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|This article relies on references to primary sources. (January 2013)|
|Born||1975 (age 38–39)
|Alma mater||University of Southampton and University of Portsmouth|
Darren Naish (born 1975) is a British vertebrate palaeontologist and science writer. He obtained a geology degree at the University of Southampton and later studied vertebrate palaeontology under British palaeontologist David Martill at the University of Portsmouth, where he obtained both an M. Phil. and PhD
Though initially beginning his research career in palaeontology with the intention of working on fossil marine reptiles, Naish is best known among palaeontologists for his doctoral work on the basal tyrannosauroid theropod Eotyrannus, a dinosaur that he, together with Steve Hutt and colleagues, named in 2001. He has published articles on the Wealden Supergroup theropods Thecocoelurus, Calamospondylus and Aristosuchus. With Martill and Dino Frey, he named the new Brazilian compsognathid theropod Mirischia. In 2004, Naish and Gareth Dyke reinterpreted the controversial Romanian fossil Heptasteornis. Suggested by other authors to be a giant owl, troodontid or dromaeosaurid, it was argued by Naish and Dyke to be an alvarezsaurid, and as such is the first member of this group to be reported from Europe. Other fragmentary European alvarezsaurid specimens have since been reported.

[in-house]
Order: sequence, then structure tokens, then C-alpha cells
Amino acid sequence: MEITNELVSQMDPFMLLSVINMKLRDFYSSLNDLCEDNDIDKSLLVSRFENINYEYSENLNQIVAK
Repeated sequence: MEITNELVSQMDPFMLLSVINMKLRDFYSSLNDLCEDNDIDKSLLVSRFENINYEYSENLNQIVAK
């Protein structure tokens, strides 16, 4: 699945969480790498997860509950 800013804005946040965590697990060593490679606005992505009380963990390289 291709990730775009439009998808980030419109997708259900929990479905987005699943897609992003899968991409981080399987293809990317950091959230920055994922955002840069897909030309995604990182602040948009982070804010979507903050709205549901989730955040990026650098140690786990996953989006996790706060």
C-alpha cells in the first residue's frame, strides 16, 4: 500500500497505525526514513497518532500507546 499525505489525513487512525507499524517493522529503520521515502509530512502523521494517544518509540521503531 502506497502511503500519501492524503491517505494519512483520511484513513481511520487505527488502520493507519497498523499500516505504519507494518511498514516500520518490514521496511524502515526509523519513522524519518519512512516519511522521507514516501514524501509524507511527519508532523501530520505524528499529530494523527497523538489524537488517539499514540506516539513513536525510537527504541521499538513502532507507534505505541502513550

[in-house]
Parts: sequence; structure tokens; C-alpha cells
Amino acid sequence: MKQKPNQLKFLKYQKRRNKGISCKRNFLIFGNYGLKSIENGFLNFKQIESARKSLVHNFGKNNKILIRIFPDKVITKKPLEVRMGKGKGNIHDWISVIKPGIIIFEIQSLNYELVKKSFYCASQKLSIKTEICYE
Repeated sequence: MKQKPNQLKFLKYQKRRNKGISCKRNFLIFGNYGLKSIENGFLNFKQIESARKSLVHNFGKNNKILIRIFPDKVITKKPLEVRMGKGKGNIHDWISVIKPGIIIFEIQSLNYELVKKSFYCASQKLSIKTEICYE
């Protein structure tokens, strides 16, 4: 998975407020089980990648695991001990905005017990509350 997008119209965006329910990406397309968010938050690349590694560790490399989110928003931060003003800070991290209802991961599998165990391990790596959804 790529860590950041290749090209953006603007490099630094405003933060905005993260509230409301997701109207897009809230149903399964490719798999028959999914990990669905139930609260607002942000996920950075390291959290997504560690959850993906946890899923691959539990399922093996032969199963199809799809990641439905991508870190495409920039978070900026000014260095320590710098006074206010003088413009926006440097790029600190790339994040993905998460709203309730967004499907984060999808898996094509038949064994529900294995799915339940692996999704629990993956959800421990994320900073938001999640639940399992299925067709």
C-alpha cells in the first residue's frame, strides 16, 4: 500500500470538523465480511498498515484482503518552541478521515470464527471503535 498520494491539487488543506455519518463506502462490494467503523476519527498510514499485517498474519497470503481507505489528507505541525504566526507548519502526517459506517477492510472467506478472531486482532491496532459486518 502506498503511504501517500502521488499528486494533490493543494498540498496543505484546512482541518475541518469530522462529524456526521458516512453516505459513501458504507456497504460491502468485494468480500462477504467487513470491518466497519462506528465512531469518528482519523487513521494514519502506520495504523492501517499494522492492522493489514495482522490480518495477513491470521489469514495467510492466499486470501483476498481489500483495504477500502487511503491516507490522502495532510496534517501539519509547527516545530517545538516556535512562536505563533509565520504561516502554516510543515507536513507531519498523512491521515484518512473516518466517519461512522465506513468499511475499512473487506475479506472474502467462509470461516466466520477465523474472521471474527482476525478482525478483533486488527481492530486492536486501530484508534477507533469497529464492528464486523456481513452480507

Naish has also published work on sauropod dinosaurs, pterosaurs, fossil marine reptiles, turtles, marine mammals and other fossil vertebrates, and he has also produced articles on other aspects of zoology. He published a series of articles on poorly known cetaceans during the 1990s and in 2004 published a review article on the giant New Zealand gecko Hoplodactylus delcourti. In 2004 he and colleagues described a giant Isle of Wight sauropod dinosaur that appears closely related to the North American brachiosaurid Sauroposeidon, and informally referred to as Angloposeidon. Prior to the 2006 description of Turiasaurus from Spain, this was the largest dinosaur reported from Europe. In 2005 he coauthored the description of the new Cretaceous turtle Araripemys arturi, and in 2006 he and David Martill published a revision of the South American crested pterosaurs Tupuxuara and Thalassodromeus. During 2007 and 2008, Naish and Martill published a major revision of British dinosaurs; Naish also published work with Barbara Sánchez-Hernández and Michael J. Benton on the vertebrate fossils of Galve in Spain. The Galve fossils are significant in including istiodactylid pterosaurs, heterodontosaurids and spinosaurines. In 2007, Naish co-authored the description of the bizarre new sauropod Xenoposeidon with fellow Portsmouth-based palaeontologist Mike P. Taylor. In 2008 he published an evaluation of azhdarchid pterosaurs with Mark Witton. In 2013, Naish described Vectidraco daisymorrisae, a small azdarchoid pterosaur from the Isle of Wight.